The third work on the CD is a chamber music piece for piano trio. In a sense the two movements can be compared to character pieces. Each conveys one impression and one only. But whereas the first movement is static, there is a development in the second movement. The piano part in the first movement is an energetic perpetual-motion machine whose uninterrupted up-and-down flow of semiquavers is counterpointed by short, then gradually also longer phrases in the two strings, which because of the frequent use of quartertone intonation give a plaintive impression. The second movement too involves internal two-part motion in the piano texture, which seems imitative, insistent and awkward in its stubborn stamping-on-the-spot. But after a pause where only the harmonics of the strings are heard, something happens. The stamping of the piano part moves to a different level, is intensified and heated to a melting-point from which new development can - perhaps? - be forged.
With its great, energetic, abrupt leaps the first of the Zwei Zwölftontänze recalls the twelve-tone pieces for piano of Arnold Schoenberg and other Central European modernists from the beginning of the twentieth century. But how magnificently the second movement lurches into swinging jazz and - in the end - actually into hectic boogie-woogie! The movement has the title Die Nacht ist kommen, and indeed it is an amusing thought, if probably quite unrealistic, that this is what Schoenberg sat down at the piano and played after working hours. That the twelve-tone technique at all events has meant quite a lot for Thomas Agerfeldt Olesen's development as a composer is emphasized by the way twelve-tone rows in many works, including Tonkraftwerk, are a crucial part of the basic musical material.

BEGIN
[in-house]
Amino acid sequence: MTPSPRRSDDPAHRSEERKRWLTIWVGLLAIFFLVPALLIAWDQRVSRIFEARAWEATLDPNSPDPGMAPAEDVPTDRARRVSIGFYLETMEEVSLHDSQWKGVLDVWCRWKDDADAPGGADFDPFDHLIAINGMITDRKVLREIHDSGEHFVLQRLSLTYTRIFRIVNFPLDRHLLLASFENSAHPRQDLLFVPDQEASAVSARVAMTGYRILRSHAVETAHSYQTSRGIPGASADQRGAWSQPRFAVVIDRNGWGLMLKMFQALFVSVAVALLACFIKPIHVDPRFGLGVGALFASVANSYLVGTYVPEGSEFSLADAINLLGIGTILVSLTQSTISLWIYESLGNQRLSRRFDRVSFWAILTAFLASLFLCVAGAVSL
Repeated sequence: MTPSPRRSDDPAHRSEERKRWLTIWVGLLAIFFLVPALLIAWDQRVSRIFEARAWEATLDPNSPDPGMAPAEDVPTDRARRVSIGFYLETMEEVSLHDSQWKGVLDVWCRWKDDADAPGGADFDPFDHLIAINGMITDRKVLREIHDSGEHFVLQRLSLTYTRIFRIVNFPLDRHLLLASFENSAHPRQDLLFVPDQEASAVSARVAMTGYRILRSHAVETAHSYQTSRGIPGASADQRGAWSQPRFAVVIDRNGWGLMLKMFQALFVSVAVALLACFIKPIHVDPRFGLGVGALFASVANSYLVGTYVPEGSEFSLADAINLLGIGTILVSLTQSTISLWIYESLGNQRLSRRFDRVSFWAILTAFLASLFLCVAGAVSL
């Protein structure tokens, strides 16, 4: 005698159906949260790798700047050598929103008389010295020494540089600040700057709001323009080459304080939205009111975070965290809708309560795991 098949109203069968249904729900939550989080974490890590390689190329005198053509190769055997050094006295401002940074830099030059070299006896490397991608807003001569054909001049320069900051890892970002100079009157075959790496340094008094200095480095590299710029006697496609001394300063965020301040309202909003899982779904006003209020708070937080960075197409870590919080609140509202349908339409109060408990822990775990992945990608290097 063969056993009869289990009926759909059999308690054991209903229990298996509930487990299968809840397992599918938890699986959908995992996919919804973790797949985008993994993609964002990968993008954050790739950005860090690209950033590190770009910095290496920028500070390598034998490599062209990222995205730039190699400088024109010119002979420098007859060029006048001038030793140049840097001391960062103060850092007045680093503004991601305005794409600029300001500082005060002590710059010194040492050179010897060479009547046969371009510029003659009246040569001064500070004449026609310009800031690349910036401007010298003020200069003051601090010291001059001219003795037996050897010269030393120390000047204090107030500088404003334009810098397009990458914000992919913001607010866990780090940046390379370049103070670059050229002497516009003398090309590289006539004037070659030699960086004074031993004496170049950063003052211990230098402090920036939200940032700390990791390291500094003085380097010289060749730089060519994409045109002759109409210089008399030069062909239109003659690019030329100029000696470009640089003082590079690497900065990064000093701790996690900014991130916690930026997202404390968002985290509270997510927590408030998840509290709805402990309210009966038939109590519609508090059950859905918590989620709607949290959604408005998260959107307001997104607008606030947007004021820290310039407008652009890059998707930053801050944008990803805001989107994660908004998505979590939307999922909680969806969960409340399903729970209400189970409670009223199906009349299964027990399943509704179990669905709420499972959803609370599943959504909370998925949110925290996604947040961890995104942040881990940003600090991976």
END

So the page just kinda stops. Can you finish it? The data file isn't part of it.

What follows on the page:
The title of Die himmlischen Heerscharen - a very early work from 1996 - evokes winter, Christmas, the firmament, angels, planets and infinity. It is celestial music. The silent sounds of the spheres are conjured up. Stars and planets wink, each in its own orbit. It is a flickering music of sonorities realized by bright woodwinds (flute and clarinet), plucked strings (guitar and harpsichord), celeste (very appropriately) as well as percussion instruments and two strings. Along the way there is drama and development. But the overall impression is static. In the end the music vanishes with the suddenness and speed of a satellite.
Von Schwelle zu Schwelle is a song cycle based on poems by Paul Celan (1920-1970) and a sixteenth-century religious text by Peter Herbert, Die Nacht ist kommen. The songs are written for low mezzo-soprano and piano and make use of a remarkably nuanced style of execution. At one end of the spectrum are passages that are to be realized as \\Sprechgesang\\. Other passages are marked \\Singstimme mit Luft\\ and are to be sung \\with a colouring of air, but not as a whisper\\. Other passages again are accompanied by the instruction \\Throat\\. In these cases the sound is mainly to be formed in the throat and larynx area. Cabaret singing is the desired association. We further note effects that are achieved in the last two songs by means of electronic amplification and treatment of the singing voice. Finally, there are sections that are to be sung with an ordinary singing voice. The nuanced execution once more evokes associations with Central European expressionism and modernism, whose dodecaphonic techniques are an important element in Thomas Agerfeldt Olesen's compositional arsenal.
Thomas Michelsen, 2004\\\